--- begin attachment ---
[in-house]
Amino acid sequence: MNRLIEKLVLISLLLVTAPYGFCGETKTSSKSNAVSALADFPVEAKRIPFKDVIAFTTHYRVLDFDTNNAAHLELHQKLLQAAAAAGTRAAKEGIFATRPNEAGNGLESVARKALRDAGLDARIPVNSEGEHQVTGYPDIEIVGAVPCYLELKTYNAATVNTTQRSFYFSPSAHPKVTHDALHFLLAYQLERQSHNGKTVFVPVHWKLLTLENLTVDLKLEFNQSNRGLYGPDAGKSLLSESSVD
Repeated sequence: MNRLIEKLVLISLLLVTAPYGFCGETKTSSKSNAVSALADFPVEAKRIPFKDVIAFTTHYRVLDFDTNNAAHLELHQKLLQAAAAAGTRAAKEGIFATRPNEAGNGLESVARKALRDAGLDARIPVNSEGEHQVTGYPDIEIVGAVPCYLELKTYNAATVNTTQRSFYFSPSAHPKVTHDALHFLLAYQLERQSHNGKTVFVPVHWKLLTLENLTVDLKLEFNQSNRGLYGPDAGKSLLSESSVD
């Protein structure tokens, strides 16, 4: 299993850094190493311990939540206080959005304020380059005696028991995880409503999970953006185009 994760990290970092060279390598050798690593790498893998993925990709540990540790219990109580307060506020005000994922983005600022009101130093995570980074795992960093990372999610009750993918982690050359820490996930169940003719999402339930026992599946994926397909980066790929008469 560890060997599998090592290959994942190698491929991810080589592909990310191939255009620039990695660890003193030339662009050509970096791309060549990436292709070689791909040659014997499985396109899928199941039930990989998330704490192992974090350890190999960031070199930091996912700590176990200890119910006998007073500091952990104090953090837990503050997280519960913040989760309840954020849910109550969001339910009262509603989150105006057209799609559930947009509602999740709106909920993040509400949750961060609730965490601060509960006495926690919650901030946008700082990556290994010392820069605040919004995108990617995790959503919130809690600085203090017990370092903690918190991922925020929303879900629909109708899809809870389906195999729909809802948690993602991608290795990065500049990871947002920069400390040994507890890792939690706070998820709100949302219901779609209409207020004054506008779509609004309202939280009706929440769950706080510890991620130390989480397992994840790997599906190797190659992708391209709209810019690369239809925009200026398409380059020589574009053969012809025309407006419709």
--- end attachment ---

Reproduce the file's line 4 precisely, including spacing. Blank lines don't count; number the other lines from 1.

């Protein structure tokens, strides 16, 4: 299993850094190493311990939540206080959005304020380059005696028991995880409503999970953006185009 994760990290970092060279390598050798690593790498893998993925990709540990540790219990109580307060506020005000994922983005600022009101130093995570980074795992960093990372999610009750993918982690050359820490996930169940003719999402339930026992599946994926397909980066790929008469 560890060997599998090592290959994942190698491929991810080589592909990310191939255009620039990695660890003193030339662009050509970096791309060549990436292709070689791909040659014997499985396109899928199941039930990989998330704490192992974090350890190999960031070199930091996912700590176990200890119910006998007073500091952990104090953090837990503050997280519960913040989760309840954020849910109550969001339910009262509603989150105006057209799609559930947009509602999740709106909920993040509400949750961060609730965490601060509960006495926690919650901030946008700082990556290994010392820069605040919004995108990617995790959503919130809690600085203090017990370092903690918190991922925020929303879900629909109708899809809870389906195999729909809802948690993602991608290795990065500049990871947002920069400390040994507890890792939690706070998820709100949302219901779609209409207020004054506008779509609004309202939280009706929440769950706080510890991620130390989480397992994840790997599906190797190659992708391209709209810019690369239809925009200026398409380059020589574009053969012809025309407006419709």